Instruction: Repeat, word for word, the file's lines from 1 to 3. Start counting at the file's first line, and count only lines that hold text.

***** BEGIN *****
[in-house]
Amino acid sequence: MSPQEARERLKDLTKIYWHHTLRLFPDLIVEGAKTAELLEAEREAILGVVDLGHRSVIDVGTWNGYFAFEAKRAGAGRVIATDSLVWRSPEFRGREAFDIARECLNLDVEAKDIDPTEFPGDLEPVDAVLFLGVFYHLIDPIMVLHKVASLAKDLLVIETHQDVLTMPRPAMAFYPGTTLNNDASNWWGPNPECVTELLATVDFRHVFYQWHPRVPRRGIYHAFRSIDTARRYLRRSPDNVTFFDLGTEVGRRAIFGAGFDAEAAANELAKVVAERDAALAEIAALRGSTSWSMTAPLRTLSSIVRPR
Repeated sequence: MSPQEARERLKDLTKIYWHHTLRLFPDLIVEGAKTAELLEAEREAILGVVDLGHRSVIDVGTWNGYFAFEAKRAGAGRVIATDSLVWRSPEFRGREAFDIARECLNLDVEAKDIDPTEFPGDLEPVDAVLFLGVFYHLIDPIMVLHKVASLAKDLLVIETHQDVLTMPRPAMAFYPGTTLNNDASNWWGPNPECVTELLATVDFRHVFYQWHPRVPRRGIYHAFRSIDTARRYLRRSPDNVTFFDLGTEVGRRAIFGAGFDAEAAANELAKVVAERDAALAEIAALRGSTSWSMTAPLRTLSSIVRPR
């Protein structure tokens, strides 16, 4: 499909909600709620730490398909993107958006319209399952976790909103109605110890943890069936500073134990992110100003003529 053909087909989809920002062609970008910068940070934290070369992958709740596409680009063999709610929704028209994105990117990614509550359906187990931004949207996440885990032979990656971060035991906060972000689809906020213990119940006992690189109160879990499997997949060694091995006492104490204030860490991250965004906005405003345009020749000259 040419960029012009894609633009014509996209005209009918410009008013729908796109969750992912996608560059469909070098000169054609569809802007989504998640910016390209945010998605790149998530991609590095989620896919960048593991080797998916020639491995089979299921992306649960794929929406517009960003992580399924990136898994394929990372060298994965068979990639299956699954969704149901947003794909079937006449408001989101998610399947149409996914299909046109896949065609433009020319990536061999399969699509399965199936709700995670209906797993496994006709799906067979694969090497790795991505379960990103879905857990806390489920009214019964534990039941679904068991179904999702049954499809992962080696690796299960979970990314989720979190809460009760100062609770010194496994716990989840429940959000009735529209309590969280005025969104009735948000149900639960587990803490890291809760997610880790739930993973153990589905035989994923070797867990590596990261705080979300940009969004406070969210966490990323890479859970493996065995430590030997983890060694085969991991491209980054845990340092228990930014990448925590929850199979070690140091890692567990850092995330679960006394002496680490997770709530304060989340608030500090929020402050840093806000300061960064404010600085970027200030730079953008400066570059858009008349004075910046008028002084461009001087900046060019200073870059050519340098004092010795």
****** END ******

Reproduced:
[in-house]
Amino acid sequence: MSPQEARERLKDLTKIYWHHTLRLFPDLIVEGAKTAELLEAEREAILGVVDLGHRSVIDVGTWNGYFAFEAKRAGAGRVIATDSLVWRSPEFRGREAFDIARECLNLDVEAKDIDPTEFPGDLEPVDAVLFLGVFYHLIDPIMVLHKVASLAKDLLVIETHQDVLTMPRPAMAFYPGTTLNNDASNWWGPNPECVTELLATVDFRHVFYQWHPRVPRRGIYHAFRSIDTARRYLRRSPDNVTFFDLGTEVGRRAIFGAGFDAEAAANELAKVVAERDAALAEIAALRGSTSWSMTAPLRTLSSIVRPR
Repeated sequence: MSPQEARERLKDLTKIYWHHTLRLFPDLIVEGAKTAELLEAEREAILGVVDLGHRSVIDVGTWNGYFAFEAKRAGAGRVIATDSLVWRSPEFRGREAFDIARECLNLDVEAKDIDPTEFPGDLEPVDAVLFLGVFYHLIDPIMVLHKVASLAKDLLVIETHQDVLTMPRPAMAFYPGTTLNNDASNWWGPNPECVTELLATVDFRHVFYQWHPRVPRRGIYHAFRSIDTARRYLRRSPDNVTFFDLGTEVGRRAIFGAGFDAEAAANELAKVVAERDAALAEIAALRGSTSWSMTAPLRTLSSIVRPR